Retaining growth forecast at 7.2% is encouraging, says FICCI chief

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‘Recent moderation in global commodity prices should hopefully offer some respite for inflation, going ahead’

‘Recent moderation in global commodity prices should hopefully offer some respite for inflation, going ahead’

Federation of Indian Chamber of Commerce & Industry (FICCI) president Sanjiv Mehta said Reserve Bank of India had maintained consistency in the policy statement by focussing on withdrawal of accommodation to contain inflation.

“Inflation has been over the comfort range of the central bank, however the recent moderation in global commodity prices should hopefully offer some respite going ahead,” he said.

“The uncertainty on the external front remains. Nonetheless, the central bank has retained the growth forecast for 2022-23 at 7.2% – which is encouraging,” he added.

Rajiv Agarwal, operating partner (Infrastructure), Essar, and MD, Essar Ports said: “RBI’s decision to raise the repo rate clearly signals the intent to keep the country within the targeted inflation rate. Hence the GDP growth forecast was also retained at 7.2% which is still one of the best globally”.

“The country’s economy is heading In the right direction with urban demand increasing and domestic economic activity showing signs of broadening even though rural demand shows a mix trend. The RBI and MPC have taken bold steps to overcome the global headwinds that are driving inflation and keep the Indian economy on the path of growth,” he added.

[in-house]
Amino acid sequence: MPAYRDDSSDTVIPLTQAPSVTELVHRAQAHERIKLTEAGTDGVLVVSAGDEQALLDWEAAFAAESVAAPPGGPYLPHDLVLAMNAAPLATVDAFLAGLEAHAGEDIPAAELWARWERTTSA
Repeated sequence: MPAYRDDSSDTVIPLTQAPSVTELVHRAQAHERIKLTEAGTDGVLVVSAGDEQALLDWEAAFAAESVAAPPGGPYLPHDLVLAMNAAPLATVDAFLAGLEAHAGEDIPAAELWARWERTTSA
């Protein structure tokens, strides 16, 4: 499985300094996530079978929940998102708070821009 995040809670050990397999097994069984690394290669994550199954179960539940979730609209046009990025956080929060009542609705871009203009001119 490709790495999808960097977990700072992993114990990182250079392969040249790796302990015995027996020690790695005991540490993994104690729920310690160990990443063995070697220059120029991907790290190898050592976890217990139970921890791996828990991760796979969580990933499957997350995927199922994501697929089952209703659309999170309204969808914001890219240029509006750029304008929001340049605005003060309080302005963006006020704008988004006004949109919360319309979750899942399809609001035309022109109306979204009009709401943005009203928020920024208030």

Commenting on RBI’s decision to enable Bharat Bill Payment System (BBPS) to accept cross-border inward bill payments, Pranay Jhaveri, MD – India & South Asia, Euronet Worldwide, said, “It is a step in the right direction to continue growing BBPS with a new use case as it may get additional foreign exchange into the country. We will have to await specific directions in terms of implementation and compliance,” he said. 

According to Sagar Agarvwal, co-Founder, Beams Fintech, the rate increase would mostly impact lending fintechs. “Their lending rates have been in the range of 12-14% levels and with base rates going up, their costs of borrowing should technically go up and not go down, if they were anticipating that,” he said.

“This will impact their NIM margins as they may not be able to pass on the higher costs to consumers given that they are already lending at exorbitant rates,” he added.

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